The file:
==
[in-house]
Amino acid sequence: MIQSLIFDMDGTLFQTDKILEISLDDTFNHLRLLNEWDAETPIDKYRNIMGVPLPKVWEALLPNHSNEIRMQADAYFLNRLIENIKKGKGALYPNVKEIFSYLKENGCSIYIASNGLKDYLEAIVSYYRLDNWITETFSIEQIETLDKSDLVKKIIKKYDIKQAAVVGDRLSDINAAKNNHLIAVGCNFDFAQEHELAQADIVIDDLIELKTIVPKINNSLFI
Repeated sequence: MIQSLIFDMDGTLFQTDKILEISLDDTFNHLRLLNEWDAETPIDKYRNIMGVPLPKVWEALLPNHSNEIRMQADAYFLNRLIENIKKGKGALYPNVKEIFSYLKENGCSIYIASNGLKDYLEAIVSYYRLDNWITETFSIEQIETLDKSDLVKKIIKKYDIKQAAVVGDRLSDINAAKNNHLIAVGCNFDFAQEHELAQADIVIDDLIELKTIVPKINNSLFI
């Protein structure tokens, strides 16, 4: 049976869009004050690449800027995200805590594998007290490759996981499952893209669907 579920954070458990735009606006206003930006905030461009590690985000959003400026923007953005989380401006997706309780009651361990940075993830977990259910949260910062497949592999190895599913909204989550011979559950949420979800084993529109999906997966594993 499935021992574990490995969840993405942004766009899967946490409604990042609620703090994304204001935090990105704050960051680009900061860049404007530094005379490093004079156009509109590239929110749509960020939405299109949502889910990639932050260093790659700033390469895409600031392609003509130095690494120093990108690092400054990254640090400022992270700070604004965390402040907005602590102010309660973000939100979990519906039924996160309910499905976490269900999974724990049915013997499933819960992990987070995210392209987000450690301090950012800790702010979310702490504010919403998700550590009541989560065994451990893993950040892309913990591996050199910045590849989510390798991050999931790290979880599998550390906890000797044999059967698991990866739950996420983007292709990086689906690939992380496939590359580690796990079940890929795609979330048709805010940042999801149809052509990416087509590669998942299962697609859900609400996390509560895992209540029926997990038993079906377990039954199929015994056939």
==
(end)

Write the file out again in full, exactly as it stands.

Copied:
[in-house]
Amino acid sequence: MIQSLIFDMDGTLFQTDKILEISLDDTFNHLRLLNEWDAETPIDKYRNIMGVPLPKVWEALLPNHSNEIRMQADAYFLNRLIENIKKGKGALYPNVKEIFSYLKENGCSIYIASNGLKDYLEAIVSYYRLDNWITETFSIEQIETLDKSDLVKKIIKKYDIKQAAVVGDRLSDINAAKNNHLIAVGCNFDFAQEHELAQADIVIDDLIELKTIVPKINNSLFI
Repeated sequence: MIQSLIFDMDGTLFQTDKILEISLDDTFNHLRLLNEWDAETPIDKYRNIMGVPLPKVWEALLPNHSNEIRMQADAYFLNRLIENIKKGKGALYPNVKEIFSYLKENGCSIYIASNGLKDYLEAIVSYYRLDNWITETFSIEQIETLDKSDLVKKIIKKYDIKQAAVVGDRLSDINAAKNNHLIAVGCNFDFAQEHELAQADIVIDDLIELKTIVPKINNSLFI
């Protein structure tokens, strides 16, 4: 049976869009004050690449800027995200805590594998007290490759996981499952893209669907 579920954070458990735009606006206003930006905030461009590690985000959003400026923007953005989380401006997706309780009651361990940075993830977990259910949260910062497949592999190895599913909204989550011979559950949420979800084993529109999906997966594993 499935021992574990490995969840993405942004766009899967946490409604990042609620703090994304204001935090990105704050960051680009900061860049404007530094005379490093004079156009509109590239929110749509960020939405299109949502889910990639932050260093790659700033390469895409600031392609003509130095690494120093990108690092400054990254640090400022992270700070604004965390402040907005602590102010309660973000939100979990519906039924996160309910499905976490269900999974724990049915013997499933819960992990987070995210392209987000450690301090950012800790702010979310702490504010919403998700550590009541989560065994451990893993950040892309913990591996050199910045590849989510390798991050999931790290979880599998550390906890000797044999059967698991990866739950996420983007292709990086689906690939992380496939590359580690796990079940890929795609979330048709805010940042999801149809052509990416087509590669998942299962697609859900609400996390509560895992209540029926997990038993079906377990039954199929015994056939």